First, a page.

Thousands of titles have addressed the volatile relationship that dominates the personal lives of women throughout the world: the mother-daughter relationship. The defining source of every daughter’s identity, a mother becomes the embodiment of that which the daughter has to overcome in order to find her own subjectivity. The unique characteristics of Drowning Squirrels lie in the fact that Marina is a daughter who has two mothers to triumph over and two lives to reconcile, before she can attempt to discover her individuality and distinctiveness as a mother to her own children.
Out of the 611,797 books that have been published on mothers alone, titles that expose the mother-daughter enigma have presently found a permanent and marketable niche in sales, as indicated from an analysis listed by Amazon.com. A general search for motherhood reveals that 69, 277 titles dominate the category, of which 20,596 are mother-daughter autobiographies. A second search displays that 236,451 published titles are listed under adoption, of which 10,971 are adoption autobiographies. Since Drowning Squirrels falls into both categories, it targets a broad audience, marking its potential success.
Below is a list of four of the top ten mother-daughter autobiography bestsellers among the Amazon.com readers and a detailed description of each title. Their sales rank lies between 136 – 77,301 and they have each received five stars from the online book reviewers. Each autobiography explores a daughter’s struggle to overcome the abuse of a biological or adoptive mother. Each journey into the past, into the mother, results in the daughter’s/author’s self-discovery and empowerment.
1) The Glass Castle by Jeannette Walls. [Scribner, 2006]. Beginning with the scene of seeing her mother sifting through garbage, Walls chronicles a childhood of neglect, poverty, and homelessness. Uniquely, she recounts her experiences as adventures.
2) Falling Leaves: The Memoir of an Unwanted Chinese Daughter by Adeline Yen Mah. [Broadway, 1999]. Referred to as an Asian Mommie Dearest, Falling Leaves chronicles the coming of age of a young girl who is abused by her cruel and manipulative stepmother. In search of love, understanding and approval, the author struggles with the knowledge that she is an unwanted child.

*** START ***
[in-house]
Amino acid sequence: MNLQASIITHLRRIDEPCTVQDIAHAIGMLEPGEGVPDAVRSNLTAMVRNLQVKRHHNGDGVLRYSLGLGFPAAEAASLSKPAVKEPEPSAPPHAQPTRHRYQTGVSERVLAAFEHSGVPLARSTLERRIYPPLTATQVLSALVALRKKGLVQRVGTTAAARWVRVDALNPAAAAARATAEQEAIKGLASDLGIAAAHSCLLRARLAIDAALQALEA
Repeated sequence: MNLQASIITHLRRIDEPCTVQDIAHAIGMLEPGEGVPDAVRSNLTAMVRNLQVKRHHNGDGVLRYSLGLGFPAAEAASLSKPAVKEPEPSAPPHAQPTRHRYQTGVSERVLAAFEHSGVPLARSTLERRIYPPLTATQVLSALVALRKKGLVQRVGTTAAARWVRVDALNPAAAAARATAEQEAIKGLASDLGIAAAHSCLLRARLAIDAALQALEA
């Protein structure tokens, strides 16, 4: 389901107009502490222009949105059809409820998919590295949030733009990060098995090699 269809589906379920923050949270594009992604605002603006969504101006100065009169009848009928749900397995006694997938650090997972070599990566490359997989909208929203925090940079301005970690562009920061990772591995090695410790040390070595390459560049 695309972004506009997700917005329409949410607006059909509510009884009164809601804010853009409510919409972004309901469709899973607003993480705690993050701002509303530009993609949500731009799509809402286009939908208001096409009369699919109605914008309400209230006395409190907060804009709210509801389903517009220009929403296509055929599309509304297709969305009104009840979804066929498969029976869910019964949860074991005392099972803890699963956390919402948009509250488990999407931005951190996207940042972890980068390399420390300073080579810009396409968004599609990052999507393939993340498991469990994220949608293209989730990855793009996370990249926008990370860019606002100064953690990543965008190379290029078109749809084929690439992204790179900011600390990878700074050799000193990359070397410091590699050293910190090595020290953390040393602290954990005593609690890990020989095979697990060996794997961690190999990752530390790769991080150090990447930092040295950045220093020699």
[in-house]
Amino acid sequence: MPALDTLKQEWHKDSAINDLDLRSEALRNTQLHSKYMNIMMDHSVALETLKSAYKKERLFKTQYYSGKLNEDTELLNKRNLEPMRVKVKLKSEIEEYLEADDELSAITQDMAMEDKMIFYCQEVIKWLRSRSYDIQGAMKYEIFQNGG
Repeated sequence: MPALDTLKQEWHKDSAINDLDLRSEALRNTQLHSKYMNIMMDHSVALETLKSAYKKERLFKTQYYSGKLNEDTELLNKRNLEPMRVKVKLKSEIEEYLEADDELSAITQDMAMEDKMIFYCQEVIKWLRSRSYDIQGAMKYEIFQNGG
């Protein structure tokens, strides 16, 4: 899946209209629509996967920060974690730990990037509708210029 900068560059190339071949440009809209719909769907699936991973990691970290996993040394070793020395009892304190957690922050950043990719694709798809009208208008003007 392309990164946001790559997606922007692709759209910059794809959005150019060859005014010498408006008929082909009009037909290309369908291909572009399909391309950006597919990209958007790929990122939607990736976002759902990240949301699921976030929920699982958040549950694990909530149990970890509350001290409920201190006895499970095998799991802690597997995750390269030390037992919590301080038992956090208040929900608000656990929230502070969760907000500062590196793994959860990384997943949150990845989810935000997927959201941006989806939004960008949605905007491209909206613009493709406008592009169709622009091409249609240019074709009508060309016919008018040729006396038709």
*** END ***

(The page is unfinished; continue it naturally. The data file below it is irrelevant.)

3) Sickened: The True Story of a Lost Childhood by Julie Gregory. [Bantam, 2004]. Gregory endures abuse from a mother suffering from Munchhausen Syndrome. Her story displays the depth of a child’s love for her unstable mother and the strength it took to ultimately break away and save herself.
4) Storkbites: A Memoir by Marie Etienne. [Alluvium Books, 2003]. Etienne recounts a childhood plagued with physical and verbal abuse, alcoholism and drugs, sexual excess, and insanity. Horrified to find herself mimicking her mother’s physical abuse toward her own two sons, the author sheds her own addictions and discovers ways to forge a healthy future with her children.
Out of thousands of mother-daughter memoirs, these four are closest in theme to Drowning Squirrels. Empowering and full of self-discovery and determination, these authors expose childhoods and adult lives that have been profoundly affected by their maternal caregivers.
The following points distinguish Drowning Squirrels from these and many other mother-daughter narratives:
1) The narrator dares to expose her own deficiencies as a mother. In an academic essay on autobiographies titled “Towards Recognition: Writing and the Daughter-Mother Relationship,” Suzanne Juhasz observes that although female autobiographers depict their relationships with their mothers, they shy away from revealing the way that they parent their own children. In contrast, the focal point of this mother-daughter narrative is on the author’s struggle to distinguish between the way she mothers her children and the way her mothers mothered her. Marina examines the maternal shortcomings shared by her two mothers and articulates with candor the conflicts and guilt associated with her experiences as a mother in order to find the reprieve necessary for self-forgiveness.
2) The narrator does not have one neglectful mother to understand and overcome, but two: one biological, the other adoptive. Out of the many mother-daughter narratives in the market, few posit the relationship within the space of adoption, and none portray the daughter as falling victim to the shifting malice of two emotionally bankrupt mothers, one biological and deranged, and the other adoptive and withholding. One defective and insane mother is enough to overcome, but being offered safety and family by someone who decides to withhold love of spite creates a double bind for the narrator.
3) Remarkably, this narrative uniquely illustrates acts of violence and domestic abuse that are forged by a woman, mother, and wife. You never hear of a woman physically abusing her husband, but this story portrays this matchless facet of female rage. In every domestic abuse case publicized the abuser is the man, the husband, the father. The distinctiveness of this family portrait lies in the fact that the wife beats her husband with a ferocity that is unparalleled and has never before been discussed or exposed. This in itself is a marketable issue that will open academic and socio-cultural doors for discussion.
Copyright© 2010 by Marina Delvecchio. All Rights Reserved.